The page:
St. Petersburg's Revenge

"The Russian Ark" may just be one of the craziest movies ever made. It was set entirely in the famed Hermitage art museum, with hundreds of period-costumed actors romping through three centuries of Russian history. But the real madness in its method is that its director, Aleksandr Sokurov, filmed the whole one-hour-and-28-minute extravaganza in a single take on an HDTV digital camera. No cuts, no edits. It's the first time anyone has shot a feature movie in one breath, says Sokurov. "We just kept on going."

It's scarcely an accident that he did it in St. Petersburg. Not so long ago, no one in Russia would have tried such a stunt, with or without the Kremlin's permission. But suddenly the former tsarist capital is bursting with unaccustomed pride and confidence. Next year will mark the 300th anniversary of its founding by Peter the Great, and Russia's most beautiful city is already preening for the occasion. The economy is finally showing signs of recovery after decades of decay and communist-era neglect. And for the first time since the tsars fell, a St. Petersburg native is running the country. Not that Vladimir Putin is doing it alone. Since coming to power he has boosted hometown friends into key positions. It's a sign of the times, says Yakov Gordin, editor in chief of Zvezda, St. Petersburg's most respected literary journal: "We're back. After years in the provinces, we're finally regaining our self-awareness."

Reversals of fortune are getting to be a habit in St. Petersburg. A century ago it was the nerve center of one of the biggest empires the world has ever seen. Then came 1917 and the Bolsheviks. Lenin chose Moscow for his capital, and Stalin and his successors, mindful of St. Petersburg's history as an incubator of revolts, made sure that Leningrad (as they renamed it) became a picturesque little backwater, safely removed from the levers of power. Even today 80 percent of Russia's banks, and most of its biggest companies, are headquartered in Moscow. Citizens of the "northern capital," as Petersburg styles itself these days, mutter darkly about Muscovite arrogance.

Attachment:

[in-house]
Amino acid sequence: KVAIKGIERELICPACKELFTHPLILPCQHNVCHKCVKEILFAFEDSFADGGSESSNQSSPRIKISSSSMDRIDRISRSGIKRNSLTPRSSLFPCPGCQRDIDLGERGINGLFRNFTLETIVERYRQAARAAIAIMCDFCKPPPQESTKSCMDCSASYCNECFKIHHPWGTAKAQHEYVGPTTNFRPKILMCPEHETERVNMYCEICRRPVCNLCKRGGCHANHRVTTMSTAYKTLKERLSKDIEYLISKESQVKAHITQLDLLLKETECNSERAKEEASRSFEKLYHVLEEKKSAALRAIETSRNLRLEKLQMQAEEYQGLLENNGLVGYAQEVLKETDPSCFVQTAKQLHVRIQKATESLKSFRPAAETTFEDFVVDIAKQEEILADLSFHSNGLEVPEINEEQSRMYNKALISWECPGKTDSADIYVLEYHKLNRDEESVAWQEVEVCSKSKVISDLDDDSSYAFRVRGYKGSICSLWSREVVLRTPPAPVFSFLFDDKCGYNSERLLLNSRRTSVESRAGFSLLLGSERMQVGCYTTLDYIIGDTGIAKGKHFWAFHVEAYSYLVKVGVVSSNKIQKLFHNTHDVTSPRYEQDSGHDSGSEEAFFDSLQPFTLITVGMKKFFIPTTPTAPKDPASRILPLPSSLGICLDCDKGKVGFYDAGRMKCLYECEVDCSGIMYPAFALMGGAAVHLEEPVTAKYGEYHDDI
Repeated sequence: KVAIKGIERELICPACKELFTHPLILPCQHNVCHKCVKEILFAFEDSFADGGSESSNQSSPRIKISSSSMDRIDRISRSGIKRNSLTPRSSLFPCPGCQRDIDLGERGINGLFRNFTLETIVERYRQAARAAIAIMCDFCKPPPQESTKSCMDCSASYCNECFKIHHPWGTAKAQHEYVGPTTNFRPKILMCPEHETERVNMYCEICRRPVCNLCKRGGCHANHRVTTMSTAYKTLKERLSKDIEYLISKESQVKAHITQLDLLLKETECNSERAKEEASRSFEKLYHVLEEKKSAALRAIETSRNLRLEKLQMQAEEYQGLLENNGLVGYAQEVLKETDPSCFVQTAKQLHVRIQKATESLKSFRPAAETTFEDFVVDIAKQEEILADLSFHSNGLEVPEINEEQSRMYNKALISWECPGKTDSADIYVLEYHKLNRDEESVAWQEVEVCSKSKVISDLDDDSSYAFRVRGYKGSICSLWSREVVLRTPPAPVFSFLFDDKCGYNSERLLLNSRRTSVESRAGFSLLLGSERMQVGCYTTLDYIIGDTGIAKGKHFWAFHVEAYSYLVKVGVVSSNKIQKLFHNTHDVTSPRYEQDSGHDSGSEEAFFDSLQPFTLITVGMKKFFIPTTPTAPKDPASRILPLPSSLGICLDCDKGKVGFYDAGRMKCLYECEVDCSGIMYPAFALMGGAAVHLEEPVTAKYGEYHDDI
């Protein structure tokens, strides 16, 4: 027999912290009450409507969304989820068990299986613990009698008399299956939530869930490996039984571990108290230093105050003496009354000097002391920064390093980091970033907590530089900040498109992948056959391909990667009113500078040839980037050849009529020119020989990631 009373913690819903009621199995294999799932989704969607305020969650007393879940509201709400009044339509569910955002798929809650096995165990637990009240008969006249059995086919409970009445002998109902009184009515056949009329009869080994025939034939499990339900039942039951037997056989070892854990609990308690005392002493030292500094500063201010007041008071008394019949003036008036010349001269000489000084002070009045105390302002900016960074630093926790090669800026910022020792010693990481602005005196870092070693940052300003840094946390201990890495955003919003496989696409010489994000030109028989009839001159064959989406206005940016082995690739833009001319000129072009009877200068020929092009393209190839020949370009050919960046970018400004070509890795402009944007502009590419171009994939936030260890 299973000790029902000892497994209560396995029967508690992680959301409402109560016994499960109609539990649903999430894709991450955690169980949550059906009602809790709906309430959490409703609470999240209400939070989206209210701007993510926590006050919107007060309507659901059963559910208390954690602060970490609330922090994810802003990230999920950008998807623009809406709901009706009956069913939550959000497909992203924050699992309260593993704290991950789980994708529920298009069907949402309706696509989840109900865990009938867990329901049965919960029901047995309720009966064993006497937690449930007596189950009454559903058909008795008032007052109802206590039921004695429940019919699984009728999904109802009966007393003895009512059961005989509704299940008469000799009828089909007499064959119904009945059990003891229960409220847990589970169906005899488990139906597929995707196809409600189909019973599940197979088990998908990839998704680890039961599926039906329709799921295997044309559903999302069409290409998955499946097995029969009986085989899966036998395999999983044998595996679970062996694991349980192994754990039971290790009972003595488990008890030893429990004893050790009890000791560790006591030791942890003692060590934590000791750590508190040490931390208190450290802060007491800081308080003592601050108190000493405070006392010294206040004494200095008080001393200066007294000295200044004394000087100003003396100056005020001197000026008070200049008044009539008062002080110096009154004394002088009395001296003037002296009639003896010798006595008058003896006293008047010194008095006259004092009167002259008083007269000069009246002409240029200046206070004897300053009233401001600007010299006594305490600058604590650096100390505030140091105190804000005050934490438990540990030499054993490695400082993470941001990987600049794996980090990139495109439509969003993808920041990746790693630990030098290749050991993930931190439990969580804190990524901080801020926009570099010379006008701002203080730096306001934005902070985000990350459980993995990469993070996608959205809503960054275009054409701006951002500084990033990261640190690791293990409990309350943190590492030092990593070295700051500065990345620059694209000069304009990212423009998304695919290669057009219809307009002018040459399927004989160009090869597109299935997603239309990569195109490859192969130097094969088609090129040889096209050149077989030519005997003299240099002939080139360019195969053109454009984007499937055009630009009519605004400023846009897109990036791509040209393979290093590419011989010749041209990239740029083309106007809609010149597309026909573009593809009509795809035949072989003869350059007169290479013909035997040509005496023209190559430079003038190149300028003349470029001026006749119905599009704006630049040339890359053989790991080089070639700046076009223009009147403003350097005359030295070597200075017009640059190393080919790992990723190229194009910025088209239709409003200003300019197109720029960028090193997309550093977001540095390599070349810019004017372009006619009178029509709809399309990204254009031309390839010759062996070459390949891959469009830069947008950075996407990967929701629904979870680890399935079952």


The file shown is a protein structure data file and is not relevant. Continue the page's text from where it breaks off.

Now it's payback time. Russians make wisecracks about the "Northern Alliance," a.k.a. the Petersburg Group, a tight-knit coterie of Putin confidants who share not only his hometown but his ideas on economic and social policy. They include all the president's key economic advisers, from free-market reform guru Andrei Illarionov to Trade and Economics Minister German Gref and Finance Minister Aleksei Kudrin. Two of the country's biggest business empires, the natural-gas monopoly Gazprom and the national electricity company, are now held by Petersburgers, as are the top post at the Defense Ministry and the governorship of the Northwest Federal Region.

Many come from the KGB, like Putin himself. "Some of these guys interrogated me back in the '70s and '80s," says Petersburg journalist Lev Lurie, appreciating the ironies of events. "They were always more sophisticated than the people in the Communist Party. They wanted private restaurants, clean toilets. Above all, they didn't want to be ashamed in front of the West."